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Researcher Xu Chong participated in investigation of the Jinshajiang Baige landslide

2019/8/21 11:01:15

On October 10, 2018, a large ancient landslide accumulation body near Baige township on the upper reaches of the Jinsha River at the border between Sichuan and Tibet became partially unstable, forming a large landslide (Figures 1 and 2) and blocking the Jinsha River. The landslide dam burst on October 13, the water level of the barrier lake continued to drop, and the hidden danger of a dam break was removed. However, on November 3, the back edge of the landslide slipped again and the new landslide blocked the drainage channel of the dam, again completely blocking the Jinsha River. Subsequently, the barrier lake was removed by manual digging of a drainage channel. From December 5 to 7, 2018, Researcher Xu Chong of our institute assisted researchers from the Institute of Crustal Dynamics in the investigation of the Jinshajiang Baige landslide. They analyzed the formation of the Baige landslide and made a preliminary judgment on its future evolution by a combination of comparison of multiple time-series optical satellite images, identification of ultra-high resolution UAV aerial photographs, continuous monitoring by ground-based radar, and other technical means. The results show that the Baige landslide is a large accumulation–bedrock mixed landslide, and occurred on the site of a large ancient landslide accumulation. The ancient slope did not move at a distance, therefore, the original structure and sequence of bedrock were well preserved. The Baige landslide was caused by a sudden instability of the left half of the ancient landslide after it experienced long-term creep (horizontal sliding displacement of at least 50 meters within 8 years) under its own gravity and reached its stability limit. The landslide was not directly affected by earthquake or rainfall. The distribution of cracks on the back edge and both sides of the landslide and continuous monitoring data from ground-based radar indicate that large-scale sliding similar to that on October 10 and November 3 is less likely to occur in the near future. Because of the large number of cracks in the back edge and the slope body on both sides, local instability is very likely to occur under rainfall conditions. Therefore, it is suggested that long-term monitoring of deformation in this landslide area by combining space-borne optical and radar images should be conducted. It is further suggested that monitoring by unmanned aerial vehicles or ground-based radar should be carried out with immediate effect during the rainy season or if further deformation is found.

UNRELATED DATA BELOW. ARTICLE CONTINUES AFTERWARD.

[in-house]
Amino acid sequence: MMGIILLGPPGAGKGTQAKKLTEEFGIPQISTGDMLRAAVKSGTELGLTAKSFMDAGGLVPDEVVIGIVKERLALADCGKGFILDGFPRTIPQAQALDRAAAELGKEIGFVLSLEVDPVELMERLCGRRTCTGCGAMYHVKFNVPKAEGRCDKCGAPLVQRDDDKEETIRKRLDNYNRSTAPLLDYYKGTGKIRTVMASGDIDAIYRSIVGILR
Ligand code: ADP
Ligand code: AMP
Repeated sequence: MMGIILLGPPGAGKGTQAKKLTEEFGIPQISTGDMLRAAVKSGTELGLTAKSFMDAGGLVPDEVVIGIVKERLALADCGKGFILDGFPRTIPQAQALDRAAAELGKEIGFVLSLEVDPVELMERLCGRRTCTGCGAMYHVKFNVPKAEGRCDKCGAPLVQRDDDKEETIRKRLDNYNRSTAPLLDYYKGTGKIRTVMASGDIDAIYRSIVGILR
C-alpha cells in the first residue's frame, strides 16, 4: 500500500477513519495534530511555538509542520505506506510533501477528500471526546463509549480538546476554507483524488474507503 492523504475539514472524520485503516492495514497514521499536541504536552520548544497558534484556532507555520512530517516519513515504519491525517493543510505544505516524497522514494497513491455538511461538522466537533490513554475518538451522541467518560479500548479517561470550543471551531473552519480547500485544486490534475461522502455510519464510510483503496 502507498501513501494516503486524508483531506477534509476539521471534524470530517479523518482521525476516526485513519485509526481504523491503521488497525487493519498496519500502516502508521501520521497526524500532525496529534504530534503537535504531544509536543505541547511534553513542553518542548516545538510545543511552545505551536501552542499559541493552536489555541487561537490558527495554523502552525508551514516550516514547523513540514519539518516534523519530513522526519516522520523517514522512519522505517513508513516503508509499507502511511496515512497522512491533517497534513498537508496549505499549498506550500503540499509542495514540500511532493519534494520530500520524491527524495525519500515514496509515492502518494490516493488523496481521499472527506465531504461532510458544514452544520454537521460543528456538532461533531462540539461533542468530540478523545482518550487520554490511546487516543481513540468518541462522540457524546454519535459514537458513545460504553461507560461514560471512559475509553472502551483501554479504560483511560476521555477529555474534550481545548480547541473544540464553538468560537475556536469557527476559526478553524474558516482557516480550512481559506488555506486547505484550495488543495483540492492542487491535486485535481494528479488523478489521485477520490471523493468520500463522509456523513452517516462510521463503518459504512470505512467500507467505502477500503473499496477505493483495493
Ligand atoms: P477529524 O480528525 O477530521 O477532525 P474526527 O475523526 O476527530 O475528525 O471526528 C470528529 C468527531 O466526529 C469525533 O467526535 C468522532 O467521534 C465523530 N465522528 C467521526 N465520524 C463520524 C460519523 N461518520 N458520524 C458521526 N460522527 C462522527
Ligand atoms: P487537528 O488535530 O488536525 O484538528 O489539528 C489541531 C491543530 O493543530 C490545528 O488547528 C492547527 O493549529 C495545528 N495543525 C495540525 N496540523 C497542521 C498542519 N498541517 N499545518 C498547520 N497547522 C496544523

Figure 1 Photograph of the Jinshajiang Baige landslide area

Figure 2 3D image of the Baige landslide